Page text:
Mullan’s Green Army to make their mark on Olympic group in Tokyo

Irish skipper Katie Mullan says there are “definitely points to be had” from their Olympic group after they were confirmed last Saturday to play against the Netherlands, Germany, Great Britain, India and South Africa by the FIH.

Katie Mullan shows off the Olympic ticket at Donnybrook earlier this month. Picture: Deryck Vincent

As the draw is based on world rankings, the only doubt was over the inclusion of South Africa’s whose Olympic committee – SASCOC – had previously stated they would not be sending a side to Tokyo 2020.

Winning the African championship was enough for them to earn their Olympic invitation from the International Hockey Federation.

But a fourth placed finish at the FIH Series was below the threshold criteria set by SASCOC who previously withdrew both their men and women’s teams from the Rio Olympics in 2016 on the same basis.

This time, however, they have decided to make a U-turn and accept their ticket, primarily after serious pressure from South Africa’s gymnasts which forced the change. It makes Ireland’s shoot-out win over Canada earlier this month all the more significant.

Had the Green Army lost, they would have been the side to profit from a “lucky loser” spot until the SASCOC change of heart.

Mullan said it was something that her side was conscious of but know it was never something they could rely on.

“The week before, we did talk a little bit about permutations and heard about the South African things,” she told The Hook for an upcoming interview for the December edition of Hockey World News.

“But a lot of us are quite experienced now. It’s not the first Olympics where this has been a discussion; they had it for Rio and even before that. So we knew it was not something we could hold our breath over because these things change all the time. All we could control was our game and put everything to the side.

“The only matches going on that weekend for us were Ireland versus Canada Saturday and Ireland versus Canada, Sunday. That environment and mindset is what stood to us in London [in 2018], being in that wee bubble, being solely focused on what we had to do. That is a characteristic of our team.”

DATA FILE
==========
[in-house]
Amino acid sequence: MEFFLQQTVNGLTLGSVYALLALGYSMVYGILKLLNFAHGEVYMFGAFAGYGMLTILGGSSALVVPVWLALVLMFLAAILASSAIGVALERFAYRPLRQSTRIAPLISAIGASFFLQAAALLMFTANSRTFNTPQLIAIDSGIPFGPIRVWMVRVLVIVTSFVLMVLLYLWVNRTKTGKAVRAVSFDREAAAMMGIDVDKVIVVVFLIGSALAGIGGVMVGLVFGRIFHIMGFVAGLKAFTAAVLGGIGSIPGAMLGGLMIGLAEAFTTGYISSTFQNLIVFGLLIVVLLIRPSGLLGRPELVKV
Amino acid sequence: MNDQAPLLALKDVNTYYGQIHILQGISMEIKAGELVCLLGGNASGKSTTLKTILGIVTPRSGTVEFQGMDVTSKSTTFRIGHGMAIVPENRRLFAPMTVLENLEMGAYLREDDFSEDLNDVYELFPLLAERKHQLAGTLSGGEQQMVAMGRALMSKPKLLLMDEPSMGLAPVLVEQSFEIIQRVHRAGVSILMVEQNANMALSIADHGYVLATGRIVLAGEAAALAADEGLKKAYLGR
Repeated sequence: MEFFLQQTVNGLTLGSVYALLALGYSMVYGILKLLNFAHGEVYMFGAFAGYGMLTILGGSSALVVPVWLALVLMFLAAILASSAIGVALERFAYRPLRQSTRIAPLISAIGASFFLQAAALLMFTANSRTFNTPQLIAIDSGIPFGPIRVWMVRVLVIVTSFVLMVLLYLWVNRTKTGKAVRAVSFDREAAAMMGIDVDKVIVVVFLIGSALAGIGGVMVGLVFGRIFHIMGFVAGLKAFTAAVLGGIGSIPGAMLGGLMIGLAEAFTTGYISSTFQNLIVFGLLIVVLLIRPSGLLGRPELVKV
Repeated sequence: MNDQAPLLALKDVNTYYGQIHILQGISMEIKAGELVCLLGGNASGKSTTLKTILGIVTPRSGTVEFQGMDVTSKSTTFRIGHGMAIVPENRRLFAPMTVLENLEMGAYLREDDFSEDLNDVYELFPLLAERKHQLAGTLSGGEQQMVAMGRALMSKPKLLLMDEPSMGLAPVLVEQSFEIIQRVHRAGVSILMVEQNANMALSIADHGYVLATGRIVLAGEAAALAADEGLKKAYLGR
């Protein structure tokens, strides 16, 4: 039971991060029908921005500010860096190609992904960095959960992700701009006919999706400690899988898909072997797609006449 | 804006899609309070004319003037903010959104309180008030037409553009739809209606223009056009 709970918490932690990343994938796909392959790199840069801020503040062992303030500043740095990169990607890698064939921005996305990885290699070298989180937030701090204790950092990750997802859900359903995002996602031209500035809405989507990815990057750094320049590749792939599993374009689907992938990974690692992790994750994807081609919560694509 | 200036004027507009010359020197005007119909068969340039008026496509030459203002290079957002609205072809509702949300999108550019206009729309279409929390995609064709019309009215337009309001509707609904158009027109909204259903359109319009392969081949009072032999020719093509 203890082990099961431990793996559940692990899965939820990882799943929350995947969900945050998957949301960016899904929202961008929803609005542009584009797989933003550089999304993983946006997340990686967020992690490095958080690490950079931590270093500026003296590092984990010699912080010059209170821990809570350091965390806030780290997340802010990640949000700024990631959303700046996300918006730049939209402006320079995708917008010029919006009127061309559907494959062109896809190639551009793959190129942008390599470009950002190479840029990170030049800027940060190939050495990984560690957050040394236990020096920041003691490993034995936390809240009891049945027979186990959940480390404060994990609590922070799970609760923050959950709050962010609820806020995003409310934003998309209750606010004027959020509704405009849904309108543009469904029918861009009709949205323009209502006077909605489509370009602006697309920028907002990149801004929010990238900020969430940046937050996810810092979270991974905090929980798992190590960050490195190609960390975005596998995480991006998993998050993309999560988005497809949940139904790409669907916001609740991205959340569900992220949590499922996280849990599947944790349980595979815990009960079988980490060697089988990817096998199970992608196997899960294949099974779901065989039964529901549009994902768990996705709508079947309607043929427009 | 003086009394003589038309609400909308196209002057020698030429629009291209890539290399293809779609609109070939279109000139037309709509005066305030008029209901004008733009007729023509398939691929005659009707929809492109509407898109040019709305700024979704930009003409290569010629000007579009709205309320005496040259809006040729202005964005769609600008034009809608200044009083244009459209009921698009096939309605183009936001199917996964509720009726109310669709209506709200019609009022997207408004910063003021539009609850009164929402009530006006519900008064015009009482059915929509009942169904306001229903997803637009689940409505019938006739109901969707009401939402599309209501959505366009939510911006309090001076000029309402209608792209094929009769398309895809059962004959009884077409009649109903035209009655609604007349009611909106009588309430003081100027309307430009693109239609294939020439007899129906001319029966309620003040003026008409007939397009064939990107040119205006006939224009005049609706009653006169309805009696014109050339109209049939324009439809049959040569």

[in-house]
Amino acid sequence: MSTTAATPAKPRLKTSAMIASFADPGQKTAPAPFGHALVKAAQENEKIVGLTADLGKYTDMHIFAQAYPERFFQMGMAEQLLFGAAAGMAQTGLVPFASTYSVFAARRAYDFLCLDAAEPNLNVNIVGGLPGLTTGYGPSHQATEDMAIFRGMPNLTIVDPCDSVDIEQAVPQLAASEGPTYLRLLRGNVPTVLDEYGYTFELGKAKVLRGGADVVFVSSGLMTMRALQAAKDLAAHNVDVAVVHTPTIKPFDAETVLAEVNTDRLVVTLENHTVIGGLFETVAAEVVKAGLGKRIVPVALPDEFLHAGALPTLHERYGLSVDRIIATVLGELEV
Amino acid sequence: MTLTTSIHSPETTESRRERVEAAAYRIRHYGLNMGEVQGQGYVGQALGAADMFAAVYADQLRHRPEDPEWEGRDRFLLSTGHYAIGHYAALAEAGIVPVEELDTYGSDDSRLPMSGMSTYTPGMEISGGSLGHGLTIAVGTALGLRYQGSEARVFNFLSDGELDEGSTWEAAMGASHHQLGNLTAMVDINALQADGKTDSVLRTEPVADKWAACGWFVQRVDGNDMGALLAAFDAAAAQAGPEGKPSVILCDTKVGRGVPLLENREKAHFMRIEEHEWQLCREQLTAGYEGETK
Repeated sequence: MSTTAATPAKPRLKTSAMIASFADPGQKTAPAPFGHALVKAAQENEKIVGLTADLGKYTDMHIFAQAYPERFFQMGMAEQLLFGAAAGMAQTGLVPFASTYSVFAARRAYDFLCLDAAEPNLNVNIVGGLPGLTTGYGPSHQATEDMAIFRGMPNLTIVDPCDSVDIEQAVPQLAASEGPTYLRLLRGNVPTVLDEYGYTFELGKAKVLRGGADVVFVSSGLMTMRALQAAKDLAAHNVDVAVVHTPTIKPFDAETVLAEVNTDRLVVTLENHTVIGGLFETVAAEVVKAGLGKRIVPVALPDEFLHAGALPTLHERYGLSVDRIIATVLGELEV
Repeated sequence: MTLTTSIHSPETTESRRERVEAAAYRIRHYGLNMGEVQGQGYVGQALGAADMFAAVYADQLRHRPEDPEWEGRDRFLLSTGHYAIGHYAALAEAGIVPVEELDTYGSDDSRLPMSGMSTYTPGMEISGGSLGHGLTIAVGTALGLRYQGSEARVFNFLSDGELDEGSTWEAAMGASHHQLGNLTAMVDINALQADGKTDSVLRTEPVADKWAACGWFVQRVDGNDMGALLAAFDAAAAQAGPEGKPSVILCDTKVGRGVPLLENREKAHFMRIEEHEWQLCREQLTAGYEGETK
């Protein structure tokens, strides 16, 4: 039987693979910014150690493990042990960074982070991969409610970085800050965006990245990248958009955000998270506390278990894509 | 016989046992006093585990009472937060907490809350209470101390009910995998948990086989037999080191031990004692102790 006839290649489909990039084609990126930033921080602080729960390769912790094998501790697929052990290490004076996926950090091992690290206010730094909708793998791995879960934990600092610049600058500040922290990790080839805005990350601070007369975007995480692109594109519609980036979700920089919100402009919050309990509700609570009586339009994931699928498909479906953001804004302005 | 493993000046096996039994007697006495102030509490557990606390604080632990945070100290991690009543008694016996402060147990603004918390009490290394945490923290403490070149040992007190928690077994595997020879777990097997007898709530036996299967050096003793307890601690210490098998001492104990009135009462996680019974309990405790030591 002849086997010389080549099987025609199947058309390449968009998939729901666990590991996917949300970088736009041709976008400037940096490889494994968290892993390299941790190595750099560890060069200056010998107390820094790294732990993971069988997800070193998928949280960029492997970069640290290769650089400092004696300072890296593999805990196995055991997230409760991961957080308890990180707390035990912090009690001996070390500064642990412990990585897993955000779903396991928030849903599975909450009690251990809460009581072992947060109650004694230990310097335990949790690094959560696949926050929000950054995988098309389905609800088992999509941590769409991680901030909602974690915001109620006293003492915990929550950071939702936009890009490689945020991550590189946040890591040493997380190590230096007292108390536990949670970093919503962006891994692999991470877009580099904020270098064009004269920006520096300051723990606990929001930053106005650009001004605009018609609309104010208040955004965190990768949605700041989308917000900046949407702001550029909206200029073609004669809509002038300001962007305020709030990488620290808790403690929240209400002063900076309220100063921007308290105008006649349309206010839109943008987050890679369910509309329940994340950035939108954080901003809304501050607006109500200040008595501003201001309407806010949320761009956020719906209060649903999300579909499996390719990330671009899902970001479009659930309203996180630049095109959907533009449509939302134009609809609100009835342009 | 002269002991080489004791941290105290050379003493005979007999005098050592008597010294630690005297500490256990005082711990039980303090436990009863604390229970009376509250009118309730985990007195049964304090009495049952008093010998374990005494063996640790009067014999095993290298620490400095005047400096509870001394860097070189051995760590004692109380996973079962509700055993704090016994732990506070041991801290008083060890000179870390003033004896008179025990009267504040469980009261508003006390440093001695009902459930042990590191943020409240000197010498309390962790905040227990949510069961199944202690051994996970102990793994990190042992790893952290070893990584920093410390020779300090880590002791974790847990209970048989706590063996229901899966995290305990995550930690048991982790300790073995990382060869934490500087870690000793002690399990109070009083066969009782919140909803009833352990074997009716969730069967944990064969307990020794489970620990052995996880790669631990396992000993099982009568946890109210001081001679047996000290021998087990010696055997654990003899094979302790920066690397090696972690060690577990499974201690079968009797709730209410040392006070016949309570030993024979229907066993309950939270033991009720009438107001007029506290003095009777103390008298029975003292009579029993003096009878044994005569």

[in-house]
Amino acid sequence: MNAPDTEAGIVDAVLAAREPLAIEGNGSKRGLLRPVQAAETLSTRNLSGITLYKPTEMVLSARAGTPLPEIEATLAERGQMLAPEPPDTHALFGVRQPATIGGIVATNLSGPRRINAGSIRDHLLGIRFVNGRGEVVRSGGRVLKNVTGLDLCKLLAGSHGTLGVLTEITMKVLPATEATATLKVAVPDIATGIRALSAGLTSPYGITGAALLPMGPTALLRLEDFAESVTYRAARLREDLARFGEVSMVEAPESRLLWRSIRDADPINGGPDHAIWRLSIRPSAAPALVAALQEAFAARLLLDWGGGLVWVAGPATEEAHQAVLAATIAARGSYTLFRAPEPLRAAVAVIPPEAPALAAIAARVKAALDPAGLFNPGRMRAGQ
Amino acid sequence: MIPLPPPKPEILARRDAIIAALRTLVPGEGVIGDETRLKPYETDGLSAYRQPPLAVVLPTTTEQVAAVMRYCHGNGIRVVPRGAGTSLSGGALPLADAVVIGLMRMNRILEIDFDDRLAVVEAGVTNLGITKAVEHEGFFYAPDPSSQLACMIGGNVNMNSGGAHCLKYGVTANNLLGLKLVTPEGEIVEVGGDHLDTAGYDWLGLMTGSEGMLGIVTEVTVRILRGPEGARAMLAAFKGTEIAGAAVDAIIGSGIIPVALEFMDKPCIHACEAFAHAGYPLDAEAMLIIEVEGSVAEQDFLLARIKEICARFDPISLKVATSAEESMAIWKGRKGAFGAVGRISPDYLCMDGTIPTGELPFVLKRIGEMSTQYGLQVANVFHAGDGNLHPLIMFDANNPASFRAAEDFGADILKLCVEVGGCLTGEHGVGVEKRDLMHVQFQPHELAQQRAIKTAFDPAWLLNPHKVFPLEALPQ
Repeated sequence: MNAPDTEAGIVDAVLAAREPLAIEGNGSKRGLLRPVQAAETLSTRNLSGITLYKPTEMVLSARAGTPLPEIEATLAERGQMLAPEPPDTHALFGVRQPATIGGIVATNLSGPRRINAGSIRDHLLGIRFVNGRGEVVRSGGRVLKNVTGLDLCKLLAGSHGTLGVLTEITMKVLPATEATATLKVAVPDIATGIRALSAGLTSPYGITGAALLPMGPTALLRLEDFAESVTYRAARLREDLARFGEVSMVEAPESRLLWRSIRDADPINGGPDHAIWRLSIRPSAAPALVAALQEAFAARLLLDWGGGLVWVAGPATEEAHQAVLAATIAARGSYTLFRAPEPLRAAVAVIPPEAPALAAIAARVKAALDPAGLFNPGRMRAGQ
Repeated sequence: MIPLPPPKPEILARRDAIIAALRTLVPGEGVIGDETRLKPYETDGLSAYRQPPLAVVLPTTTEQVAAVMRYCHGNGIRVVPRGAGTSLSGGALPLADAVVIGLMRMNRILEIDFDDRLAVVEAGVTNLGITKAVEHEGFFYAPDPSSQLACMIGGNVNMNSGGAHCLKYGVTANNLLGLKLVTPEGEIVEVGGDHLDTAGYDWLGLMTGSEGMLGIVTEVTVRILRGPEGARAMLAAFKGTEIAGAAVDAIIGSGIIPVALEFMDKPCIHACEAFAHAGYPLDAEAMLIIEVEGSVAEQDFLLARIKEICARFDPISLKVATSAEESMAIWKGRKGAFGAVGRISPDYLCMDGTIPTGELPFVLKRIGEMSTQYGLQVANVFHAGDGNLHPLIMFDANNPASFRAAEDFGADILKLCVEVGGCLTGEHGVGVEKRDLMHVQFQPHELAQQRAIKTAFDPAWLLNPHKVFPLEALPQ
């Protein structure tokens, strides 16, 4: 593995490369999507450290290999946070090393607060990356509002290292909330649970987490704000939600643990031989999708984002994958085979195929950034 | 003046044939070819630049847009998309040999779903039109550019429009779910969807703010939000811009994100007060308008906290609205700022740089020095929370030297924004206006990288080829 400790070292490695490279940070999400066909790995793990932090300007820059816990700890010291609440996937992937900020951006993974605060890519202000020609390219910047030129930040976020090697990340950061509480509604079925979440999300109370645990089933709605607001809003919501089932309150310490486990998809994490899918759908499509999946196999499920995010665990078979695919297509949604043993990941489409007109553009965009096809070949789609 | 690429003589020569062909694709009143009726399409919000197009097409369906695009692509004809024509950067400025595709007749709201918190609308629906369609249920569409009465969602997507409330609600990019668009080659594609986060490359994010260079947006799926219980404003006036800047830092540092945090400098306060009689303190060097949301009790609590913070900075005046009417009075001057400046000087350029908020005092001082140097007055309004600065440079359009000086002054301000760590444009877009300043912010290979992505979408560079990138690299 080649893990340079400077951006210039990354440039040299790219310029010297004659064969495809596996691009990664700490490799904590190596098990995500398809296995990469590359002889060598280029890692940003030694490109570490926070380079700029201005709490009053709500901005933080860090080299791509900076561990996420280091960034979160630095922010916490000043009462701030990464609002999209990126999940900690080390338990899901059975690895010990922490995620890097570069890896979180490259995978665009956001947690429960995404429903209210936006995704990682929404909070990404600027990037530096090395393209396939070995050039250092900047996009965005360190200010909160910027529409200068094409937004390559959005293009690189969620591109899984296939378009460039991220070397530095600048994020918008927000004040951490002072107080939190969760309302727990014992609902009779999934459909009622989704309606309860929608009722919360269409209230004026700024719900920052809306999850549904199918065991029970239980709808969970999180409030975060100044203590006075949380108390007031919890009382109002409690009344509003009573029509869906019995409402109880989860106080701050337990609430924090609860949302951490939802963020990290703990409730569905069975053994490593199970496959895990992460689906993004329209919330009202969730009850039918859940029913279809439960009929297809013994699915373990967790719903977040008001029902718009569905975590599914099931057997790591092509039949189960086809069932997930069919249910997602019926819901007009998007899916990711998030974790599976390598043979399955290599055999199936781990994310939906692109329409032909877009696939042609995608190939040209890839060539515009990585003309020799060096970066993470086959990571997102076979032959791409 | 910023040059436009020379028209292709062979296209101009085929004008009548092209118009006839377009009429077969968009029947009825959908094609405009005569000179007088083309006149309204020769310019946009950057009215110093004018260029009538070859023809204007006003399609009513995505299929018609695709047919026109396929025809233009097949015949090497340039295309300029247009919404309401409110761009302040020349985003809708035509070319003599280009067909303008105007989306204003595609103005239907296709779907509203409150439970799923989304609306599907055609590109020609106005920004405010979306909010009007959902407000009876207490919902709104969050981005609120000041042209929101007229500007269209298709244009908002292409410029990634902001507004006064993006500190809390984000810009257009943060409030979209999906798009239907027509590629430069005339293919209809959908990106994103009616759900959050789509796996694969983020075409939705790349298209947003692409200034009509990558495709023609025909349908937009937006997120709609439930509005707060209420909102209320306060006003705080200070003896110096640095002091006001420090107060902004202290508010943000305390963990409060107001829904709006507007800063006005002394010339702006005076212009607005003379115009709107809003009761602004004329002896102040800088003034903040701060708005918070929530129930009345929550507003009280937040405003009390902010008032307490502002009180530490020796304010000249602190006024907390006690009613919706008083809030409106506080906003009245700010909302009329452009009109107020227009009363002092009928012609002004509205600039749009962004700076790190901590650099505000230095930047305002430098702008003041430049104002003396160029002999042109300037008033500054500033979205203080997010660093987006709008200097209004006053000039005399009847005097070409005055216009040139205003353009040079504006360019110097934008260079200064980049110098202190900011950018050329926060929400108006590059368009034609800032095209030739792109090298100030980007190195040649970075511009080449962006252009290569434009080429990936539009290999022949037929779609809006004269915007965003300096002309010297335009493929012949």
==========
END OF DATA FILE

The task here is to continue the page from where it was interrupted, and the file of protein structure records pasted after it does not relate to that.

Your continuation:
The other group features Argentina, Australia, Graham Shaw’s New Zealand, Spain, China and hosts Japan.

And so, while Ireland are in with all of the medalists from Rio, they can still look at the opposition with some degree of confidence with the top four side set to advance to the quarter-finals.

The South Africans are the lowest-ranked side at 16; had they not been there, hosts Japan – 14th – would have been in Ireland’s group.

The Green Army have never lost to India in a world ranking match, overcoming that challenge twice at the 2018 World Cup. They drew with Germany and pushed England – who make up the vast majority of the GB squad – all the way at this summer’s European Championships. As such, all will be viable targets for points.

And Mullan also says facing the Dutch is a double-positive.

“It’s good to be in the same group as Holland. Not only do you not meet them in a crossover but, also, playing against them is a big game which gets you playing at that pace, thinking as fast as you possibly can on the ball. In a tournament environment, it’s good to get games like that in the group stages.

“We’ve come close to England in a couple of tournaments recently; they definitely improved a lot for their qualifier, settling into the way of Mark Hager, and will be strong come the Olympics. They definitely do take us seriously and show us a level of respect.

“Similarly, Germany, we know them extremely well and played them a lot. They are progressing well but they have had a few battles against us in the last couple of years and will be well aware of us.

“There’s definitely points to be had in the group. You will have noticed when our girls have been interview in the past few weeks and before, we by no means don’t just want to qualify. We fully believe we can do something there.”

Initial preparations began this week with VO2 max testing for the squad. Sean Dancer’s side assembles for a warm-weather training camp in South Africa in January and a subsequent March trip to Malaysia for humidity-training.

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